As the days lengthen and the first signs of warmth, sun, and green grass creep into our lives, we’ve undertaken a super-exciting project: tapping the black walnut trees on our property to make syrup. Although sugar maples are the tree of choice for commercial sugaring due to their high ratio of sugar to water in their sap, many other types of trees can be tapped to make syrup, including silver and red maples, hickory, birch, box elder, and walnuts.
Having tasted the delicious, light, and refreshing sap of black walnut at our neighbor’s house last winter, we were eager to tap our own trees this year and to experiment with making black walnut syrup.
First off, a few basics of tapping:
- Trees should be at least 14″ in diameter
- You will need: a drill, tapping spouts, buckets for collection, and a big pot in which to boil down the sap
- Ideal tapping conditions are a combination of cold nights and warmer days. For most trees, daytime temperatures should be in the 40’s, although our black walnuts have flowed in daytime temperatures of 50-60 degrees.
- Updated to add: We have tapped for several years now, and have found that the tapping season can range significantly; in 2013 we tapped in March, whereas the tapping window in 2015 and 2016 was from late January – mid-February. My advice is to start keeping a close eye on the forecast starting in January. If you notice good tapping conditions, go ahead and put in a few taps and observe the sap flow.
How to Tap Black Walnut Trees for Syrup
First, we used a 5/16th drill bit to create a small hole for the spout.
Gently hammer in the spout (we used this one from Leader Evaporator).
In our first year of tapping black walnut trees, Brian drilled holes in food-grade buckets to collect the sap. In later years, we invested in food-grade plastic sap collection buckets.
We tapped 14 trees in total around the property, creating a sort of “sap line” that we walk each day. That, in and of itself, is such a satisfying process, noticing the trees in our woods, hearing bird calls, walking together as a family, as the kids get to help collect and pour the sap.
Drip. drip. drip.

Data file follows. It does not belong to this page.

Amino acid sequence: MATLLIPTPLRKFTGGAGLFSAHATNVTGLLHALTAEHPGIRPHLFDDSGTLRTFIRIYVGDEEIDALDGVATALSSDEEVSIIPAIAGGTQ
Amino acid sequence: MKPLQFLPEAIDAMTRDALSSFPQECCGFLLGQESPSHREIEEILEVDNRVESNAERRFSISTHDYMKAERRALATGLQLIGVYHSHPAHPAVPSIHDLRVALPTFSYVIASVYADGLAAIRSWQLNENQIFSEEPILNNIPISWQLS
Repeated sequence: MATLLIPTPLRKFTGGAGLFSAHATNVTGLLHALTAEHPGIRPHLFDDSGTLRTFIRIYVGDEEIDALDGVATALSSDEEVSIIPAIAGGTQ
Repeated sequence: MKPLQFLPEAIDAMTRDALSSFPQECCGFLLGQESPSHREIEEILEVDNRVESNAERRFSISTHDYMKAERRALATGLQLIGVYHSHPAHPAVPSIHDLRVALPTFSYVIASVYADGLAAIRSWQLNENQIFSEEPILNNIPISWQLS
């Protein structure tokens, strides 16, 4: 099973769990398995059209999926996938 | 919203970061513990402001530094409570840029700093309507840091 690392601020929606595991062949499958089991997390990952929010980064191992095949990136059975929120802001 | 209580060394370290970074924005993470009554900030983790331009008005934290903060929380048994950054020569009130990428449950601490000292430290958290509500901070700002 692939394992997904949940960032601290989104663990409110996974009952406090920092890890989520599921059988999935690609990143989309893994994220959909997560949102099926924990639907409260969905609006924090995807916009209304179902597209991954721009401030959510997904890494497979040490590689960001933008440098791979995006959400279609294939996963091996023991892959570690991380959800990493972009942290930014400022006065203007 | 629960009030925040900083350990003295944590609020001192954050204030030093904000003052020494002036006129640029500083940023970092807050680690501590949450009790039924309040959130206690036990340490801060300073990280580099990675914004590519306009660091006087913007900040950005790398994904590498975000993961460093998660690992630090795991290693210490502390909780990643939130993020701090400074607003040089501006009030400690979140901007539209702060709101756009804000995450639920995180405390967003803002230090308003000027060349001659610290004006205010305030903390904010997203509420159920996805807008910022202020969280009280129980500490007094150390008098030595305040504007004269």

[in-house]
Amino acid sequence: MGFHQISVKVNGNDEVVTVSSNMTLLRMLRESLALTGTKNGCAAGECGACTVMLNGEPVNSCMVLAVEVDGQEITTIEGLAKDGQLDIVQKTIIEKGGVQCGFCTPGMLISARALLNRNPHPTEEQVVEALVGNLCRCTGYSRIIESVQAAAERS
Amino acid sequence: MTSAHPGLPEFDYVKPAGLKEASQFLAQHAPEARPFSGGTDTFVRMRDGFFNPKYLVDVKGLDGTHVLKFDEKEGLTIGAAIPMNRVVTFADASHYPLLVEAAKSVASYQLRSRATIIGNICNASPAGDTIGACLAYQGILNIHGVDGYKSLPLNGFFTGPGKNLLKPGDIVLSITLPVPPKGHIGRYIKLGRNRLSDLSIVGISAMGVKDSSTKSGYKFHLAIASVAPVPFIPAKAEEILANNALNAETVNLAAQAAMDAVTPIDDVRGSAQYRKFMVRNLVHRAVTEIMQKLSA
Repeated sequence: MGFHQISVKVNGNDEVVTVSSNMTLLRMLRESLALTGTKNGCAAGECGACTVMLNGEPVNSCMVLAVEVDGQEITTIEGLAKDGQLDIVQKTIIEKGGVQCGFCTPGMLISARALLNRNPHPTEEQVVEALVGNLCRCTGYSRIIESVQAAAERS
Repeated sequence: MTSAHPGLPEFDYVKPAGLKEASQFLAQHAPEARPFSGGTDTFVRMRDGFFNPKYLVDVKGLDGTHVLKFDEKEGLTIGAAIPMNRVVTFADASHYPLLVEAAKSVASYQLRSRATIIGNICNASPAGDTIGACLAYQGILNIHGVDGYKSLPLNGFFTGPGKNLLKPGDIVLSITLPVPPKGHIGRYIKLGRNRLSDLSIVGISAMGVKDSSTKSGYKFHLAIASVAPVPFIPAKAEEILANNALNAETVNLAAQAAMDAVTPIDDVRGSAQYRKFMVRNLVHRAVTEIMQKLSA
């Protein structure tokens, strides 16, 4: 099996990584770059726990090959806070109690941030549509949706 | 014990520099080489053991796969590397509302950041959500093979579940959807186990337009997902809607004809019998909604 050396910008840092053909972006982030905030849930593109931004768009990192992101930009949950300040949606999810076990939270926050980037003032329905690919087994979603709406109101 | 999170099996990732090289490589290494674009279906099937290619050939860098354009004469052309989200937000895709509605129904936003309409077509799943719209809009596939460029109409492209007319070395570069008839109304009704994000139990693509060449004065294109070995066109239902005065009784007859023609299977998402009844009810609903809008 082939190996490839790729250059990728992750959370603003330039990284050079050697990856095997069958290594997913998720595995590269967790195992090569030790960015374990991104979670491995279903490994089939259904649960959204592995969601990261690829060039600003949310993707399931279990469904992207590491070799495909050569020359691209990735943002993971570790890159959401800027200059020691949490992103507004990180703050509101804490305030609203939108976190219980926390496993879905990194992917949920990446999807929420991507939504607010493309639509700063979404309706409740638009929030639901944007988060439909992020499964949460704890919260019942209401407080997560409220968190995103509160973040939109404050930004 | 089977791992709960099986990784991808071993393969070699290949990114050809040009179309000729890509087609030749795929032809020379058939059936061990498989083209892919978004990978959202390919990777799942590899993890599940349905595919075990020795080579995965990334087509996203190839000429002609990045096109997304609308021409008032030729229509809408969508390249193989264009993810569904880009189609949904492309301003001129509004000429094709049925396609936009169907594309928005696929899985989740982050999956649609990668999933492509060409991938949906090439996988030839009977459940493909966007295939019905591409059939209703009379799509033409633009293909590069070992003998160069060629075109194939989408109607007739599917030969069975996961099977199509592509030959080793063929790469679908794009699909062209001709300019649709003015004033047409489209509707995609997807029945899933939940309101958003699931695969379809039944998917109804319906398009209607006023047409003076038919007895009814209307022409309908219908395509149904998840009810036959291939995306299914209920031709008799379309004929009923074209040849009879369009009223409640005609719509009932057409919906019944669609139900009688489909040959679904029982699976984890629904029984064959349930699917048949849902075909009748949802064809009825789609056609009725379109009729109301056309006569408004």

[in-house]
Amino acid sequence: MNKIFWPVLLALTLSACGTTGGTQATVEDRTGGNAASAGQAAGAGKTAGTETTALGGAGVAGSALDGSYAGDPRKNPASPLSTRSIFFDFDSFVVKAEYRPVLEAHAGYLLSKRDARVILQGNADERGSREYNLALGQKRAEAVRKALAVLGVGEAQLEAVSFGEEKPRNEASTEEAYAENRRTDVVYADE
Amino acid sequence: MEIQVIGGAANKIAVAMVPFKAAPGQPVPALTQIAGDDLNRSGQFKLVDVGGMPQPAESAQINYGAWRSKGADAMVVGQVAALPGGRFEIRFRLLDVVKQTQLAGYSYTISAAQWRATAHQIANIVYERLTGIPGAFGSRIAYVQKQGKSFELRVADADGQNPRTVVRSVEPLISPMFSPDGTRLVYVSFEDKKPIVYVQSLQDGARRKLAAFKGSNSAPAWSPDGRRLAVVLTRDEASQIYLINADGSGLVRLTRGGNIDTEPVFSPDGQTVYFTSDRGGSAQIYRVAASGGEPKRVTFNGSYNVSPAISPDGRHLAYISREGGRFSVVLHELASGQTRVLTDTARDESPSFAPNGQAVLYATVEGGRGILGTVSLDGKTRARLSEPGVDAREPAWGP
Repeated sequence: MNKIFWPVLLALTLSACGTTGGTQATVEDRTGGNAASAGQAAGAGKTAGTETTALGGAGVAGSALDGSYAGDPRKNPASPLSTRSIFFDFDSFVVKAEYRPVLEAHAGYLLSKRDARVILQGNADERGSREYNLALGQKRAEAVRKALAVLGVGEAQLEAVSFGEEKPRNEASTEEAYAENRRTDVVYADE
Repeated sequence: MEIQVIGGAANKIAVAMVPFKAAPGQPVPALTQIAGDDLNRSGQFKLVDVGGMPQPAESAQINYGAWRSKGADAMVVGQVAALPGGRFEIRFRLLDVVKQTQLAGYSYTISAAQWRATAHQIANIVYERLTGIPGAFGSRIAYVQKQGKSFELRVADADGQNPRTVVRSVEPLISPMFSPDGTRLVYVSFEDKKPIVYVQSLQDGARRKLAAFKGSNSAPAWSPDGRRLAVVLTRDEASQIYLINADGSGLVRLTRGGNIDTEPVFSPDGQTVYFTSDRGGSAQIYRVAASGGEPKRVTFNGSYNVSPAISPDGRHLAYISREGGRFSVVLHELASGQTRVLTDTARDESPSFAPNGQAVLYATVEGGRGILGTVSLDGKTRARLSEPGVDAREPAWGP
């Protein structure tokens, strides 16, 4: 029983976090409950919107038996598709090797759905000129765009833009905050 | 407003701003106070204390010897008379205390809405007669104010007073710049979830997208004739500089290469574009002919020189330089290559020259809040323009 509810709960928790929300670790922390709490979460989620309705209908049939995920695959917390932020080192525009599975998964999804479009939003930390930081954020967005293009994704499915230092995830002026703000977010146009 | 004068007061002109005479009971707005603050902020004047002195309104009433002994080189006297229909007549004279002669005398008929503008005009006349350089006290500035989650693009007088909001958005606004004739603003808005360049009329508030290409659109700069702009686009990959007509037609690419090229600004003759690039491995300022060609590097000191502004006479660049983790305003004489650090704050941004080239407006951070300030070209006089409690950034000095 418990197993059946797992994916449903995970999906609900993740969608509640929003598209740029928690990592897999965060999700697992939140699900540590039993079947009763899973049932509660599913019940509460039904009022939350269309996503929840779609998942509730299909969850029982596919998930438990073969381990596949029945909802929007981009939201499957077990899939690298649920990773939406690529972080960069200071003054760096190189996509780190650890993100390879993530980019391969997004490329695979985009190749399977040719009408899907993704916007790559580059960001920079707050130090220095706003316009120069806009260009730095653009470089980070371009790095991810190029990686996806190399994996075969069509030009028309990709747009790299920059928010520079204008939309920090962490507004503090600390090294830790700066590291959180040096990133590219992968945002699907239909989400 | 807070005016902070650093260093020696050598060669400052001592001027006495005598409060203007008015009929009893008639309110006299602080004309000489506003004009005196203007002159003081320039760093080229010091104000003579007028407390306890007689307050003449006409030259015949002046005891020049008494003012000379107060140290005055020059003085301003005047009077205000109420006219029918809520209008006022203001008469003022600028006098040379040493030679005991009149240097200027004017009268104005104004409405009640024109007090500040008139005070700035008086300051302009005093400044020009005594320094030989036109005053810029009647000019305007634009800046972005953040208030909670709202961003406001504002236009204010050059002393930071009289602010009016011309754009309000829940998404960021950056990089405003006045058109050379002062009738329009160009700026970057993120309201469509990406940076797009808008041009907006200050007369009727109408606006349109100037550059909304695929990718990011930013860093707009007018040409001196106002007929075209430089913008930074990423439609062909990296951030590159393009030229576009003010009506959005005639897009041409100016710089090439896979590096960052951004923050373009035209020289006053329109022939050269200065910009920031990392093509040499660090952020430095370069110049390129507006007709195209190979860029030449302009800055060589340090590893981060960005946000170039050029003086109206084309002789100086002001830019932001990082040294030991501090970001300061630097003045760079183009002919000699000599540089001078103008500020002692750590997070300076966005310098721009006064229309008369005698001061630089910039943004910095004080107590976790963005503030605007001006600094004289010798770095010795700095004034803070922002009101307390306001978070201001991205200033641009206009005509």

Almost full to the top!
We pour each sap bucket into this larger 5 gallon food-grade bucket to bring it back home.
The sap itself is full of nutrients, cold, with just a hint of sweetness. It is refreshingly light with a slight nutty flavor, and we will sometimes just drink it, as we consider tree sap an excellent spring tonic.
How to Boil Down Black Walnut Sap to Make Syrup
Now it’s time to boil down the sap to concentrate the sugar content into syrup. I highly recommend boiling the sap out of doors, as it produced copious amounts of steam that can leave a sticky residue on walls.
How Much Sap is Needed to Produce a Gallon of Black Walnut Syrup?
We are often asked how many gallons of sap are needed to produce a gallon of black walnut syrup. Roughly speaking, the ratio is not too different than that of maple syrup (40:1); in other words, approximately 40 gallons of sap are needed to make one gallon of syrup. This was close to 10 quarts of sap, which boiled down to…
About 12 ounces of sweet black walnut syrup! It’s important to keep in mind that we were boiling down the syrup in a very rudimentary way, without measuring Brix, or the sugar content of the liquid. If you would like to be more precise, you can purchase a Brix refractometer for around $25. I would estimate that it took about 3 hours of continuous boiling to achieve the color and sweetness that we desired.
What Does Black Walnut Syrup Taste Like?
At first taste, black walnut syrup is intensely sweet, with a flavor that is distinctly different than maple syrup. I describe it as earthy and nutty; if maple syrup was the violin in a string quartet, I would characterize black walnut syrup as the cello. It’s just a bit deeper and more complex.
Black walnut syrup can be used in place of maple syrup – on pancakes, yogurt, fruit, etc. Personally, I find the flavor to be so unique and distinctive that I reserve my black walnut syrup for fresh eating, rather than baking or cooking.
Look outside – do you have a few trees that you can tap? Then do it! Making your own syrup is cost saving, fun, and oh-so-delicious.
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